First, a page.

A lot or a little?
The parents' guide to what's in this book.
What parents need to know
Parents need to know that Dhonielle Clayton's The Belles is a dark fantasy that explores themes of beauty, perfection, and individuality. There's little content of concern (refreshingly swear-word free!), but the complex issues raised about beauty and society make it best for young teens and up. Torture with magical abilities, mentions of blood, and a sexual assault (grabbing, groping, kissing on the neck) are briefly described but not at all gory. There's some flirtation, feelings of attraction, and a kiss with tongue. Main character Camellia sees an opposite-sex couple making out and a couple of same-sex kisses. She's a good role model for independent thought and wanting to use her talents and powers to help individuals and society as a whole. Lots of positive diversity in this world's appreciation of the full spectrum of skin colors and hair types, which people can and do change frequently.
What's the story?
In the kingdom of Orléans, Camellia and her five "sisters" are THE BELLES, descendants of the Goddess of Beauty whose blood carries special powers that let them transform people physically, giving them any shape, skin color, or hair type they want. The Queen selects a favorite from each new generation of Belles to live in the grand palace in luxury while providing beauty treatments exclusively for royalty and nobility. The other Belles are distributed throughout the kingdom to do the same for the outlying areas. But behind the dazzling veneer of wealth, opulence, and endless pursuit of perfect beauty lurk dark secrets. As dreams come true, hopes are dashed and mysteries deepen with the screams in the night.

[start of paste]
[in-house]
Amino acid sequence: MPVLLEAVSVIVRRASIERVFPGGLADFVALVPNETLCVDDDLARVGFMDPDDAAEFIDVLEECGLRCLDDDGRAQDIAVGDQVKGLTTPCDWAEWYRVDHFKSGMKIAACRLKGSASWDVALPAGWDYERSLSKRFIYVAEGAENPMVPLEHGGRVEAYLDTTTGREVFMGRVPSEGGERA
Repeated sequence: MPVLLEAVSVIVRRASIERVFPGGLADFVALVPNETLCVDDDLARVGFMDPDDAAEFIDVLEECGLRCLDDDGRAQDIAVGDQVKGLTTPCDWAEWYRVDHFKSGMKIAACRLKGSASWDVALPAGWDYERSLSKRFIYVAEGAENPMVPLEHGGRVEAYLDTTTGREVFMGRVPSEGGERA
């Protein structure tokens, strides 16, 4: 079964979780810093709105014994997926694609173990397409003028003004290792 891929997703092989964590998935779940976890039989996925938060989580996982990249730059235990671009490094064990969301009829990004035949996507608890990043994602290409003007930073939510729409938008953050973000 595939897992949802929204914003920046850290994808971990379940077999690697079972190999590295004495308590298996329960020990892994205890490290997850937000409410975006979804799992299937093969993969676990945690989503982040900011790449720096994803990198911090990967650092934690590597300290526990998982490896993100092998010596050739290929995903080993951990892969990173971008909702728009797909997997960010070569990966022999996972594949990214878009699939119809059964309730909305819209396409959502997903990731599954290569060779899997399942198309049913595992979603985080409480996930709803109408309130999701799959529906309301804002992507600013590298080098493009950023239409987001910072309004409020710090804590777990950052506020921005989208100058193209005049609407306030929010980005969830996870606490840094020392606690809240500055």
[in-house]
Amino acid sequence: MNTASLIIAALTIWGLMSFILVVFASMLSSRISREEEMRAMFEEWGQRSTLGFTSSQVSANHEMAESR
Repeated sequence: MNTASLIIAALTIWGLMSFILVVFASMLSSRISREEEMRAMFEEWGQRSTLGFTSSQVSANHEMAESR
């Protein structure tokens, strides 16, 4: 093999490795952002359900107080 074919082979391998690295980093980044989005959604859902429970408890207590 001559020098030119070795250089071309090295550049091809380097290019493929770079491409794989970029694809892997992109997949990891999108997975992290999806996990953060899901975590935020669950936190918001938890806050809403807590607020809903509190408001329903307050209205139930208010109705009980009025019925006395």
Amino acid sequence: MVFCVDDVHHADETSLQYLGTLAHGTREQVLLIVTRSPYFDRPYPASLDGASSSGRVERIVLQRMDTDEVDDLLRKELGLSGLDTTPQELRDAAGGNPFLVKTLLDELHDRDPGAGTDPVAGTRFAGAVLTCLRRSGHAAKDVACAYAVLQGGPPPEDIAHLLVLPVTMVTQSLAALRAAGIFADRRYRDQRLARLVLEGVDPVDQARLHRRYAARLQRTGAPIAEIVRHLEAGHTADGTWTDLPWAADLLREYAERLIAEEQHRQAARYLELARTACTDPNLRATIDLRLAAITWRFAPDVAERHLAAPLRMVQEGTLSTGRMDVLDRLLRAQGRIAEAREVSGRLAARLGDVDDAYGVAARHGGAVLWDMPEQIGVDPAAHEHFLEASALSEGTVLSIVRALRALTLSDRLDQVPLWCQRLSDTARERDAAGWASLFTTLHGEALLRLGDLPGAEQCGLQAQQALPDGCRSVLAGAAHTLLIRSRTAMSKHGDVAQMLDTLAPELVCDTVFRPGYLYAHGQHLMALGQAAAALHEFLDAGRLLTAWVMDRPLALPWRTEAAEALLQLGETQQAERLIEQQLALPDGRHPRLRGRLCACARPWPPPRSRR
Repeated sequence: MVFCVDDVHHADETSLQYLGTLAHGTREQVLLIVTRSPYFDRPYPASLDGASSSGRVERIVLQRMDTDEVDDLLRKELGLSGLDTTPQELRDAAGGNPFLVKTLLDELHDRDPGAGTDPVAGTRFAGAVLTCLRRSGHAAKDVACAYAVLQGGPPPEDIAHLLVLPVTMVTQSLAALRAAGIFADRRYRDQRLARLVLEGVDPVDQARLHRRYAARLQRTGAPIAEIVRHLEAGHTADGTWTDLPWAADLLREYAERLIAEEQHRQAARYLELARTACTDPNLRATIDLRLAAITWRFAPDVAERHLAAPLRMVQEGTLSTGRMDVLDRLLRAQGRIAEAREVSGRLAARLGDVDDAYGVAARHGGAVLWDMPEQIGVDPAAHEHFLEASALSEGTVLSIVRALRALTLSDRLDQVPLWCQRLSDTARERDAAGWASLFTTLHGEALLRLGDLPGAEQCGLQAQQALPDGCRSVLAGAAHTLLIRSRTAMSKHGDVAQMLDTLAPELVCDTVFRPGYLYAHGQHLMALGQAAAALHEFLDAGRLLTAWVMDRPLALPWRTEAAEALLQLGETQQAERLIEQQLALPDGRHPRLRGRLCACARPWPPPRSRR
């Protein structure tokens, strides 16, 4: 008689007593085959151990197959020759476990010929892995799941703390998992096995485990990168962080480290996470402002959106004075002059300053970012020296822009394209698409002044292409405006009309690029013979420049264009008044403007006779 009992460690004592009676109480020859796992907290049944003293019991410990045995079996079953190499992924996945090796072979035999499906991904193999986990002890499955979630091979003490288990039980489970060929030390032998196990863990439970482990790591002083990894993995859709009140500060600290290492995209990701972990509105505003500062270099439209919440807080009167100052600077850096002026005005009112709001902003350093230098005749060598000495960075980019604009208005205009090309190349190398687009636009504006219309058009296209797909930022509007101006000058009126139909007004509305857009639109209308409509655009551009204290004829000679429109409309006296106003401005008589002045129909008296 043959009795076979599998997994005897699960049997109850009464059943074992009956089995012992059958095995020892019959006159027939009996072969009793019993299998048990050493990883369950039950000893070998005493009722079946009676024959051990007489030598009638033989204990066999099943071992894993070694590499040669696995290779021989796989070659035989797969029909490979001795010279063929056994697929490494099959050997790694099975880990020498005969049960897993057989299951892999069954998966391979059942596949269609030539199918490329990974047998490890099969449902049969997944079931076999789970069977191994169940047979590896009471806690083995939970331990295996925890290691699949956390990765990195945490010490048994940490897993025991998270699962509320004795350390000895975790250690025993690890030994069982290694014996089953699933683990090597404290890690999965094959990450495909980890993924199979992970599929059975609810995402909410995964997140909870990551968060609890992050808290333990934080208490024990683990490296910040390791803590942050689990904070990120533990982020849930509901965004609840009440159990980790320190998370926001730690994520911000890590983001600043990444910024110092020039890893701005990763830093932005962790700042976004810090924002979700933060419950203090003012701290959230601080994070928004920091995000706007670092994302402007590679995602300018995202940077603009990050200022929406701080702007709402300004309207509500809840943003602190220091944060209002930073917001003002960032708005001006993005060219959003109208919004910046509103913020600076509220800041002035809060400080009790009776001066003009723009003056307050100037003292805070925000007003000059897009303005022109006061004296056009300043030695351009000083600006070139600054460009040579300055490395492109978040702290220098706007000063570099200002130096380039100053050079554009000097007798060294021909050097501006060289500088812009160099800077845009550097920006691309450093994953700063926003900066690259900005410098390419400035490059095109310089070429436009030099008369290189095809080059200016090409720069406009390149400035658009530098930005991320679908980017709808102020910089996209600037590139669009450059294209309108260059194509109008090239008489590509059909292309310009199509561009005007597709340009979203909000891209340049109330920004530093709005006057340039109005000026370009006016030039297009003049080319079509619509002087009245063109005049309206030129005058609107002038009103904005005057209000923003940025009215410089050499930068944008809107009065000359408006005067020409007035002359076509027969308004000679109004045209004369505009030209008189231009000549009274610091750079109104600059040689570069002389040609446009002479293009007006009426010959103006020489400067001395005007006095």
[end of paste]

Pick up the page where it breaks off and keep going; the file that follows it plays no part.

Is it any good?
Author Dhonielle Clayton creates a dark, compelling fantasy in a richly imagined world with intrigue and mystery to keep the pages turning as we ask ourselves about the price we pay for beauty. Readers will enjoy the vivid descriptions of unimaginable luxury and magical powers that can make you look any way you want. But teens especially will easily relate to Camellia as she struggles to find her own way and make decisions for herself.
It's also a great opportunity to celebrate a society that, however shallow, at least sees all skin colors, from the palest milk to the darkest ebony and everything in between, as equally beautiful. And it's a great chance to talk with teens about the value of beauty, how our beauty standards affect us as individuals and as a society, what we're willing to endure -- and pay -- for beauty, and what price is too high.
Talk to your kids about ...
Families can talk about the importance of beauty in The Belles. How is it different from real-world ideas about beauty? How is it the same?
If you could undergo a treatment with a Belle to change yourself, would you? Why, or why not?
What other dark fantasy books have you read? Which one is your favorite? Why?
- Author: Dhonielle Clayton
- Genre: Fantasy
- Topics: Magic and Fantasy, Princesses and Fairies, Brothers and Sisters
- Book type: Fiction
- Publisher: Freeform Books
- Publication date: February 6, 2018
- Publisher's recommended age(s): 14 - 17
- Number of pages: 448
- Available on: Nook, Audiobook (unabridged), Hardback, iBooks, Kindle
Themes & Topics
Browse titles with similar subject matter.
For kids who love fantasy
Our editors recommend
Top advice and articles
Common Sense Media's unbiased ratings are created by expert reviewers and aren't influenced by the product's creators or by any of our funders, affiliates, or partners.